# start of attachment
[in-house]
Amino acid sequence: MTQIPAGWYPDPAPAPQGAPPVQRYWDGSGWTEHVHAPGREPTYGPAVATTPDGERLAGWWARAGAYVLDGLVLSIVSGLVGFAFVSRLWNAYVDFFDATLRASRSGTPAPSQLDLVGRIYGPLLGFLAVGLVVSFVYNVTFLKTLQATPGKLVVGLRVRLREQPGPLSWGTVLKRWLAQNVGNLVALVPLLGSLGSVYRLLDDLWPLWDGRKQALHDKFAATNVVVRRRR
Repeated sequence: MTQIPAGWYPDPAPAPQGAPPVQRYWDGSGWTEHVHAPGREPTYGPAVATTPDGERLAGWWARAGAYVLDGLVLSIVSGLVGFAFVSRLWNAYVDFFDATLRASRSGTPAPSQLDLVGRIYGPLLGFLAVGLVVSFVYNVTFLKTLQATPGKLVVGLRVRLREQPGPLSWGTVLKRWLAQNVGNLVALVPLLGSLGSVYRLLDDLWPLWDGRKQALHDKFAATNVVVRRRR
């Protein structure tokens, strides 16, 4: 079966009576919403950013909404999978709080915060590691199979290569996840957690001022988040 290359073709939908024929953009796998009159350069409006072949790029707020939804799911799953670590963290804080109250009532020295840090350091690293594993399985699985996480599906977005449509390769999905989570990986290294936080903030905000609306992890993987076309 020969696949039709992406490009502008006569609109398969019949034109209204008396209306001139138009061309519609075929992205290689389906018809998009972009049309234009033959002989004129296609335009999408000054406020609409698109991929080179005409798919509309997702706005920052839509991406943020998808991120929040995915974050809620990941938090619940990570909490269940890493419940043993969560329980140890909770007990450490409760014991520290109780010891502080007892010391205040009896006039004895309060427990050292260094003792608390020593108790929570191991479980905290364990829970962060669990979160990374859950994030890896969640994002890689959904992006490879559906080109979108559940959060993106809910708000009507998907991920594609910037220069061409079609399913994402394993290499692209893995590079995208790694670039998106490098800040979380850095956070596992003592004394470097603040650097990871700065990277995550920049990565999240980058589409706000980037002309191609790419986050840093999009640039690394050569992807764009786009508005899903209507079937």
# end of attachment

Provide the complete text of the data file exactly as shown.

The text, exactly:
[in-house]
Amino acid sequence: MTQIPAGWYPDPAPAPQGAPPVQRYWDGSGWTEHVHAPGREPTYGPAVATTPDGERLAGWWARAGAYVLDGLVLSIVSGLVGFAFVSRLWNAYVDFFDATLRASRSGTPAPSQLDLVGRIYGPLLGFLAVGLVVSFVYNVTFLKTLQATPGKLVVGLRVRLREQPGPLSWGTVLKRWLAQNVGNLVALVPLLGSLGSVYRLLDDLWPLWDGRKQALHDKFAATNVVVRRRR
Repeated sequence: MTQIPAGWYPDPAPAPQGAPPVQRYWDGSGWTEHVHAPGREPTYGPAVATTPDGERLAGWWARAGAYVLDGLVLSIVSGLVGFAFVSRLWNAYVDFFDATLRASRSGTPAPSQLDLVGRIYGPLLGFLAVGLVVSFVYNVTFLKTLQATPGKLVVGLRVRLREQPGPLSWGTVLKRWLAQNVGNLVALVPLLGSLGSVYRLLDDLWPLWDGRKQALHDKFAATNVVVRRRR
């Protein structure tokens, strides 16, 4: 079966009576919403950013909404999978709080915060590691199979290569996840957690001022988040 290359073709939908024929953009796998009159350069409006072949790029707020939804799911799953670590963290804080109250009532020295840090350091690293594993399985699985996480599906977005449509390769999905989570990986290294936080903030905000609306992890993987076309 020969696949039709992406490009502008006569609109398969019949034109209204008396209306001139138009061309519609075929992205290689389906018809998009972009049309234009033959002989004129296609335009999408000054406020609409698109991929080179005409798919509309997702706005920052839509991406943020998808991120929040995915974050809620990941938090619940990570909490269940890493419940043993969560329980140890909770007990450490409760014991520290109780010891502080007892010391205040009896006039004895309060427990050292260094003792608390020593108790929570191991479980905290364990829970962060669990979160990374859950994030890896969640994002890689959904992006490879559906080109979108559940959060993106809910708000009507998907991920594609910037220069061409079609399913994402394993290499692209893995590079995208790694670039998106490098800040979380850095956070596992003592004394470097603040650097990871700065990277995550920049990565999240980058589409706000980037002309191609790419986050840093999009640039690394050569992807764009786009508005899903209507079937």